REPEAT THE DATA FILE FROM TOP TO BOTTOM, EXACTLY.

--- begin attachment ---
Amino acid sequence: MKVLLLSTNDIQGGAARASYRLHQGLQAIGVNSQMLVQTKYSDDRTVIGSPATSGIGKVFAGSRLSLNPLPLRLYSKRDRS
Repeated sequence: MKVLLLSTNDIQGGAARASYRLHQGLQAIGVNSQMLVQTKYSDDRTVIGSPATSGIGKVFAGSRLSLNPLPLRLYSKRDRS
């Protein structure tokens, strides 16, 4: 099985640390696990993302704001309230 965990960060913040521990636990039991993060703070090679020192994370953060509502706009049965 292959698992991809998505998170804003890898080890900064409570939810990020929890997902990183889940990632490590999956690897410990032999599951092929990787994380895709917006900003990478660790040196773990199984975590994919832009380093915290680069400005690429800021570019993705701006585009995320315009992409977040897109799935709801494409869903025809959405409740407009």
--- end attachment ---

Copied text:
Amino acid sequence: MKVLLLSTNDIQGGAARASYRLHQGLQAIGVNSQMLVQTKYSDDRTVIGSPATSGIGKVFAGSRLSLNPLPLRLYSKRDRS
Repeated sequence: MKVLLLSTNDIQGGAARASYRLHQGLQAIGVNSQMLVQTKYSDDRTVIGSPATSGIGKVFAGSRLSLNPLPLRLYSKRDRS
């Protein structure tokens, strides 16, 4: 099985640390696990993302704001309230 965990960060913040521990636990039991993060703070090679020192994370953060509502706009049965 292959698992991809998505998170804003890898080890900064409570939810990020929890997902990183889940990632490590999956690897410990032999599951092929990787994380895709917006900003990478660790040196773990199984975590994919832009380093915290680069400005690429800021570019993705701006585009995320315009992409977040897109799935709801494409869903025809959405409740407009």